By Florence Ebebe, Education Editor
Professor Peter Okebukola has listed Low investment, shortfall in research capacity and cutting corners in research as some factors which constitute drawbacks to the ability of African universities to compete favourably with their international counterparts in global ranking.
Other factors are, according to the former Executive Secretary of the National Universities Commission (NUC ), are weak attraction of international workers and students, poor utilisation of Information and Communication Technology (ICT) for visibility and poor data collection and management.
Okebukola, painted these pictures yesterday when he delivered the Covenant University’s 14th convocation lecture in Ota, Ogun State.
The former NUC helmsman regretted that universities in Africa might continue to experience the ranking challenge due to questions bordering on academic integrity.
He spoke on the topic: World Ranking Parameters: Matters Arising for African Universities.
For years, the erudite scholar noted, African universities had been contending with myriads of issues bordering on integrity.
The issues, he said, include proven cases of examination fraud, plagiarism across undergraduate and post-graduate levels, forged research data, spurious academic certificates and dishonest report of performance of researchers by their supervising officers. Others, he stressed, are: poor or fraudulent grading of scripts and altering of marked scripts for favoured candidates, poor attendance of lecturers in class per session, inconsistent academic calendars as well as compliance to the universities’ rules of punishing erring students and workers, among others.
Okebukola, a professor of Science Education, is happy that the situation had improved over that of 2004 when less than eight African universities featured among 500 universities appraised globally by the world ranking body – Times Higher Education, to the 15 listed this month.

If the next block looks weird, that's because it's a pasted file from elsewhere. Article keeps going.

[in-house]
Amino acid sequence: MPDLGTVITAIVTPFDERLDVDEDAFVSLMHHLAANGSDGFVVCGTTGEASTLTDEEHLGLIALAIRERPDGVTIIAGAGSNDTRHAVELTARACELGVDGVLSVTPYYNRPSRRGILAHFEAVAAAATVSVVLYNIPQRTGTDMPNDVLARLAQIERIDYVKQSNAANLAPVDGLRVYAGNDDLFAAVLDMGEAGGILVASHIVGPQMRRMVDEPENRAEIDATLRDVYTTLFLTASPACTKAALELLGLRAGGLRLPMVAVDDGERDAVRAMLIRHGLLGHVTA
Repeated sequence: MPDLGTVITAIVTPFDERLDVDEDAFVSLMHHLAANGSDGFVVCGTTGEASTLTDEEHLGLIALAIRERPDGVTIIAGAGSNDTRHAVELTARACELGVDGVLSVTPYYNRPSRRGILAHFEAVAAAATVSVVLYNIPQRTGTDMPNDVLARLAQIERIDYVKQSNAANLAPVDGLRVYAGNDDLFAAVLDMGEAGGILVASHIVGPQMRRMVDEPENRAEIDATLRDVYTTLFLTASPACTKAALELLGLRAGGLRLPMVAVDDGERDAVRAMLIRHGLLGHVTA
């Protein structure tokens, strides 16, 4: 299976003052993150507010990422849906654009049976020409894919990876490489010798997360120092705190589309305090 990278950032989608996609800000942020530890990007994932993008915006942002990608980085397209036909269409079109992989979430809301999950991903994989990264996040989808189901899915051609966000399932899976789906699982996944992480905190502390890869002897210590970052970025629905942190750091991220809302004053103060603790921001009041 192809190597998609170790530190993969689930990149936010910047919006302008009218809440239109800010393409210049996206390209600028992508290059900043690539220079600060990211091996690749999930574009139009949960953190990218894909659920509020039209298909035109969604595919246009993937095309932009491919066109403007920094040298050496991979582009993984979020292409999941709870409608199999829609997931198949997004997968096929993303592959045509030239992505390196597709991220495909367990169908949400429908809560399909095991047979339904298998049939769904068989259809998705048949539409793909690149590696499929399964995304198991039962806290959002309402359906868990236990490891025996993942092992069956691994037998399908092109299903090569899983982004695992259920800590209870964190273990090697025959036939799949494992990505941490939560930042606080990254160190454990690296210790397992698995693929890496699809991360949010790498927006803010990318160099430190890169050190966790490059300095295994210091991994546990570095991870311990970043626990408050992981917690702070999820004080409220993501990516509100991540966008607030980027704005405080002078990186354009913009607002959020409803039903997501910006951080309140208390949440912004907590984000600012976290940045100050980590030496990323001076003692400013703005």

Such spontaneous improvement, the eminent scholar argued, is not unconnected with improved investment in university education, especially by the private sector.
According to him, there is the desire by African universities to avoid the shame of low ranking, produce better graduates to drive the economy and attract international scholars.
Okebukola said NUC had come to the rescue the nation’s university education with the release of what he called “magic bullet,” a document to jack up Nigerian universities ranking on the global scenario.
The document, christened: “Blueprint on the rapid revitalisation of university education in Nigeria (2019-2023)”, otherwise called “Rasheed Plan” (coined after the author and incumbent Executive Secretary of NUC, Prof Abubakar Adamu Rasheed), provides 40 parameters which, if religiously complied with by the authorities, could catapult some of the nation’s universities into the zenith within a four-year target.
CU’s Chancellor Bishop David Oyedepo said the benchmarks for global ranking would remain sacrosanct and uncompromising in the face of integrity questions universities in Africa are facing.
He said: “We (African universities) cannot escape ranking. It cuts across every ramification of our life.
“Though we have heard some things about the integrity issues about our universities, the truth is those ranking bodies will not bend the rules because of us.
“Let us also admit that not everything about Africa’s past is bad; let us take the good ones, drive towards excellence and create a better future.”